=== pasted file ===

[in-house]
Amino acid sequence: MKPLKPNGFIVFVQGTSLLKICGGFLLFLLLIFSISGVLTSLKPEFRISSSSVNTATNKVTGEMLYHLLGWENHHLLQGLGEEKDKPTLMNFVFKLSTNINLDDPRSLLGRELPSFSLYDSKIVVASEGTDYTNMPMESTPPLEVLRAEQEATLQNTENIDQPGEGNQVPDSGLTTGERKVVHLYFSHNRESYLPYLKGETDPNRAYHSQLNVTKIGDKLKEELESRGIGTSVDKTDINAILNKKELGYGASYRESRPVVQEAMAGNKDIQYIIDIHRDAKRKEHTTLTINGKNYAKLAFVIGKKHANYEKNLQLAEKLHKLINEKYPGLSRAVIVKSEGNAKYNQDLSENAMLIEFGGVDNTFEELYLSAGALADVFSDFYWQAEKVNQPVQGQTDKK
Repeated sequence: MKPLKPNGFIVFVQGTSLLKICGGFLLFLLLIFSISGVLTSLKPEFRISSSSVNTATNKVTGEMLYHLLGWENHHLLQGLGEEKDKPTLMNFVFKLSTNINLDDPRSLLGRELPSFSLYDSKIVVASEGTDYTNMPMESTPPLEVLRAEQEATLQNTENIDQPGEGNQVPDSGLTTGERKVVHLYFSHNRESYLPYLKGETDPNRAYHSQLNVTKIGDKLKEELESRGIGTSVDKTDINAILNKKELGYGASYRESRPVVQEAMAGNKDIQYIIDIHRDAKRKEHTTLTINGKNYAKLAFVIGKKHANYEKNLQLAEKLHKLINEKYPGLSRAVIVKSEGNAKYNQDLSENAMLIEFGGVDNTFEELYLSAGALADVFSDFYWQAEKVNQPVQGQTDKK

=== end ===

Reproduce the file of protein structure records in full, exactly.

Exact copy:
[in-house]
Amino acid sequence: MKPLKPNGFIVFVQGTSLLKICGGFLLFLLLIFSISGVLTSLKPEFRISSSSVNTATNKVTGEMLYHLLGWENHHLLQGLGEEKDKPTLMNFVFKLSTNINLDDPRSLLGRELPSFSLYDSKIVVASEGTDYTNMPMESTPPLEVLRAEQEATLQNTENIDQPGEGNQVPDSGLTTGERKVVHLYFSHNRESYLPYLKGETDPNRAYHSQLNVTKIGDKLKEELESRGIGTSVDKTDINAILNKKELGYGASYRESRPVVQEAMAGNKDIQYIIDIHRDAKRKEHTTLTINGKNYAKLAFVIGKKHANYEKNLQLAEKLHKLINEKYPGLSRAVIVKSEGNAKYNQDLSENAMLIEFGGVDNTFEELYLSAGALADVFSDFYWQAEKVNQPVQGQTDKK
Repeated sequence: MKPLKPNGFIVFVQGTSLLKICGGFLLFLLLIFSISGVLTSLKPEFRISSSSVNTATNKVTGEMLYHLLGWENHHLLQGLGEEKDKPTLMNFVFKLSTNINLDDPRSLLGRELPSFSLYDSKIVVASEGTDYTNMPMESTPPLEVLRAEQEATLQNTENIDQPGEGNQVPDSGLTTGERKVVHLYFSHNRESYLPYLKGETDPNRAYHSQLNVTKIGDKLKEELESRGIGTSVDKTDINAILNKKELGYGASYRESRPVVQEAMAGNKDIQYIIDIHRDAKRKEHTTLTINGKNYAKLAFVIGKKHANYEKNLQLAEKLHKLINEKYPGLSRAVIVKSEGNAKYNQDLSENAMLIEFGGVDNTFEELYLSAGALADVFSDFYWQAEKVNQPVQGQTDKK